1 Introduction
Generative Adversarial Networks (GANs) (Goodfellow et al., 2014)
offer a new approach to generative modeling, using gametheoretic training schemes to implicitly learn a given probability density. Prior to the emergence of GAN architectures, realistic generative modeling remained elusive. While offering unprecedented realism, GAN training still remains fraught with stability issues. Commonly reported shortcomings involve the lack of useful gradient signal provided by the discriminator, and mode collapse, i.e. lack of diversity in the generator’s samples.
Considerable research effort has been devoted in recent literature to overcome training instability ^{1}^{1}1Instability in the sense commonly used in GANs literature, i.e. the discriminator is able to easily distinguish between real and fake samples during the training phase (Neyshabur et al., 2017; Arjovsky et al., 2017; Berthelot et al., 2017). within the GAN framework. Some architectures such as BEGAN (Berthelot et al., 2017)
have applied autoencoders as discriminators and proposed a new loss function to help stabilize training. Methods such as TTUR
(Heusel et al., 2017), in turn, have attempted to define separate schedules for updating the generator and discriminator. The PacGAN algorithm (Lin et al., 2017) proposes to modify the discriminator’s architecture to accept mconcatenated samples as input. These samples are jointly classified as either real or generated, and the authors show that such an approach can help enforce sample diversity. Furthermore,
spectral normalization was introduced to the discriminator’s parameters in SNGAN (Miyato et al., 2018)aiming to ensure Lipschitz continuity, which is empirically shown to yield high quality samples across several sets of hyperparameters. Alternatively, recent works have proposed to tackle GANs instability issues with multiple discriminators.
Neyshabur et al. (2017) propose a GAN variation in which one generator is trained against a set of discriminators, where each one sees a fixed random projection of the inputs. Prior work, including (Durugkar et al., 2016; Doan et al., 2018) have also explored training with multiple discriminators.In this paper, we build upon Neyshabur et al. (2017)’s introduced framework and propose reformulating the average loss minimization to further stabilize GAN training. Specifically, we propose treating the loss signal provided by each discriminator as an independent objective function. To achieve this, we simultaneously minimize the losses using multiobjective optimization techniques. Namely, we exploit previously introduced methods in literature such as the multiple gradient descent (MGD) algorithm (Désidéri, 2012)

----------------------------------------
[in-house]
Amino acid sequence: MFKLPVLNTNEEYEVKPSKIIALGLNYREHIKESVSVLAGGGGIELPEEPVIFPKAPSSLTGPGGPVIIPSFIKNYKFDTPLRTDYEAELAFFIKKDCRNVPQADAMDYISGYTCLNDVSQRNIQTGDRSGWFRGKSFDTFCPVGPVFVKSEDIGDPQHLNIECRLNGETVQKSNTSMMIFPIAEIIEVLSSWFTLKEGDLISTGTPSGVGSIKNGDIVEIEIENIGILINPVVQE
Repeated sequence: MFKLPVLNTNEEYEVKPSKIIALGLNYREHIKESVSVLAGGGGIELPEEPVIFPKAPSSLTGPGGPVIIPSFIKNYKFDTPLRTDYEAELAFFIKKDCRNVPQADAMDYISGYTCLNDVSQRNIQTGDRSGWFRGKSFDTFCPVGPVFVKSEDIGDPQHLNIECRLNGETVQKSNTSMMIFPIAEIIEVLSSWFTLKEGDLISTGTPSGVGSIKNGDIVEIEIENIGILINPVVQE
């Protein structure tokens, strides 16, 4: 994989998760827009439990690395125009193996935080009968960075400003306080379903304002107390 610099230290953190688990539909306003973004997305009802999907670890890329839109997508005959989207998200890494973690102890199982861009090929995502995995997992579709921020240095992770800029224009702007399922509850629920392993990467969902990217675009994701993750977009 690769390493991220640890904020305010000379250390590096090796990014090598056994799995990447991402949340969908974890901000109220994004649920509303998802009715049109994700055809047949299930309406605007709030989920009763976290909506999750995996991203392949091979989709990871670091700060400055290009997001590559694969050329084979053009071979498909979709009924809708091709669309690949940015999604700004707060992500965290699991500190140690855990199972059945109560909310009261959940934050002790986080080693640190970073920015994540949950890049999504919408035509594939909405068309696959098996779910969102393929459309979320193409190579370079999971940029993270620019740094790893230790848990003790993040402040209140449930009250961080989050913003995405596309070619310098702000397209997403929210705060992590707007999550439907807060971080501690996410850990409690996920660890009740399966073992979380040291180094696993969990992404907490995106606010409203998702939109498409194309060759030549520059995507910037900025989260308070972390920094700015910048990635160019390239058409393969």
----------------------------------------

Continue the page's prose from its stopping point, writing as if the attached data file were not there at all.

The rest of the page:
. However, due to MGD’s prohibitively high cost in the case of large neural networks, we propose to use more efficient alternatives such as maximization of the hypervolume in the region defined between a fixed, shared upper bound on the losses, which we will refer to as the
nadir point , and each of the component losses.In contrast to Neyshabur et al. (2017)’s approach, where the average loss is minimized when training the generator, hypervolume maximization (HV) optimizes a weighted loss, and the generator’s training will adaptively assign greater importance to feedback from discriminators against which it performs poorly.
Experiments performed on MNIST show that HV presents a good compromise in the computational cost vs. samples quality tradeoff, when compared to average loss minimization or GMAN’s approach (low quality and cost), and MGD (high quality and cost). Also, the sensitivity to introduced hyperparameters is studied and results indicate that increasing the number of discriminators consequently increases the generator’s robustness along with sample quality and diversity. Experiments on CIFAR10 indicate the method described produces higher quality generator samples in terms of quantitative evaluation. Moreover, image quality and sample diversity are once more shown to consistently improve as we increase the number of discriminators.
In summary, our main contributions are the following: